The founders of the Mother of all BCI Benchmarks are Alexander Barachant and Vinay Jayaram. This project is under the umbrella of NeuroTechX, the international community for NeuroTech enthusiasts. The project is currently maintained by Sylvain Chevallier.
What do we need?
You! In whatever way you can help.
We need expertise in programming, user experience, software sustainability, documentation and technical writing and project management.
We'd love your feedback along the way.
Our primary goal is to build a comprehensive benchmark of popular BCI algorithms applied on an extensive list of freely available EEG datasets, and we're excited to support the professional development of any and all of our contributors. If you're looking to learn to code, try out working collaboratively, or translate your skills to the digital domain, we're here to help.
If you think you can help in any of the areas listed above (and we bet you can) or in any of the many areas that we haven't yet thought of (and here we're sure you can) then please check out our contributors' guidelines and our roadmap.
Please note that it's very important to us that we maintain a positive and supportive environment for everyone who wants to participate. When you join us we ask that you follow our code of conduct in all interactions both on and offline.
If you want to report a problem or suggest an enhancement, we'd love for you to open an issue at this github repository because then we can get right on it.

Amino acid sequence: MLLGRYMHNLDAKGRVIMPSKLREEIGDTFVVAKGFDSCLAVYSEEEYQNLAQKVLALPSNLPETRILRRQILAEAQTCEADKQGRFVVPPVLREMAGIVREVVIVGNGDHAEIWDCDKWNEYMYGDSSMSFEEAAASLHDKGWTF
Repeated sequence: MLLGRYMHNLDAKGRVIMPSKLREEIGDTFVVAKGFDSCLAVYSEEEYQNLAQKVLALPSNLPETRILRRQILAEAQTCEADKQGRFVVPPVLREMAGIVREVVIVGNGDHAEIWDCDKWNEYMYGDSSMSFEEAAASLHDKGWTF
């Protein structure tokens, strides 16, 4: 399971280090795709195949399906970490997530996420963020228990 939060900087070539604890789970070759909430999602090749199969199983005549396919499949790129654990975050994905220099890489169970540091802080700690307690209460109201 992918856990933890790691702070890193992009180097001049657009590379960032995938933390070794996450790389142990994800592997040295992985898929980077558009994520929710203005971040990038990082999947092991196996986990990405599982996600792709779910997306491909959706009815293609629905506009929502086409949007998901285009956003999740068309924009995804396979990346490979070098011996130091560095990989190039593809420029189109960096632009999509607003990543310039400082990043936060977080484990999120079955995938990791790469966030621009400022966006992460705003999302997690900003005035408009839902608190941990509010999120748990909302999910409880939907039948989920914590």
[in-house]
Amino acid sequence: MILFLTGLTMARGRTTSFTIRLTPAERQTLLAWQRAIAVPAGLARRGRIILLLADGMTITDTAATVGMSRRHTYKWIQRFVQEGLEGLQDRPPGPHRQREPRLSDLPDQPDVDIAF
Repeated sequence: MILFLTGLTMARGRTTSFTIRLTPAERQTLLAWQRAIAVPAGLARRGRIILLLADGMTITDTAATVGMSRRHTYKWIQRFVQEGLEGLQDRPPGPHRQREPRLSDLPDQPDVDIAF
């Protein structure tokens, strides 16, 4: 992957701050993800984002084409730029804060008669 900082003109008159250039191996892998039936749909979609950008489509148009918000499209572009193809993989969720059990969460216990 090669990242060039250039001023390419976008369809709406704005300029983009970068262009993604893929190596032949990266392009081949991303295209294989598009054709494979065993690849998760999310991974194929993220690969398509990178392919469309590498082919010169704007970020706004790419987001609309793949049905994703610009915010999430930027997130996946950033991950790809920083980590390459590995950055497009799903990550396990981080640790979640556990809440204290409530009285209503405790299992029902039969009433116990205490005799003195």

For a less formal discussion or exchanging ideas, you can also reach us on the Gitter channel or join our weekly office hours! This an open video meeting happening on a regular basis, please ask the link on the gitter channel. We are also on NeuroTechX slack #moabb channel.
Architecture and Main Concepts
A dataset handles and abstracts low-level access to the data. The dataset will read data stored locally, in the format in which they have been downloaded, and will convert them into a MNE raw object. There are options to pool all the different recording sessions per subject or to evaluate them separately.
A paradigm defines how the raw data will be converted to trials ready to be processed by a decoding algorithm. This is a function of the paradigm used, i.e. in motor imagery one can have two-class, multi-class, or continuous paradigms; similarly, different preprocessing is necessary for ERP vs ERD paradigms.
An evaluation defines how we go from trials per subject and session to a generalization statistic (AUC score, f-score, accuracy, etc) -- it can be either within-recording-session accuracy, across-session within-subject accuracy, across-subject accuracy, or other transfer learning settings.
Pipeline defines all steps required by an algorithm to obtain predictions. Pipelines are typically a chain of sklearn compatible transformers and end with a sklearn compatible estimator. See Pipelines for more info.
Statistics and visualization
Once an evaluation has been run, the raw results are returned as a DataFrame. This can be further processed via the following commands to generate some basic visualization and statistical comparisons:
from moabb.analysis import analyze results = evaluation.process(pipeline_dict) analyze(results)
Citing MOABB and related publications
To cite MOABB, you could use the following paper:
Vinay Jayaram and Alexandre Barachant. "MOABB: trustworthy algorithm benchmarking for BCIs." Journal of neural engineering 15.6 (2018): 066011. DOI
Thank you so much (Danke schön! Merci beaucoup!) for visiting the project and we do hope that you'll join us on this amazing journey to build a comprehensive benchmark of popular BCI algorithms applied on an extensive list of freely available EEG datasets.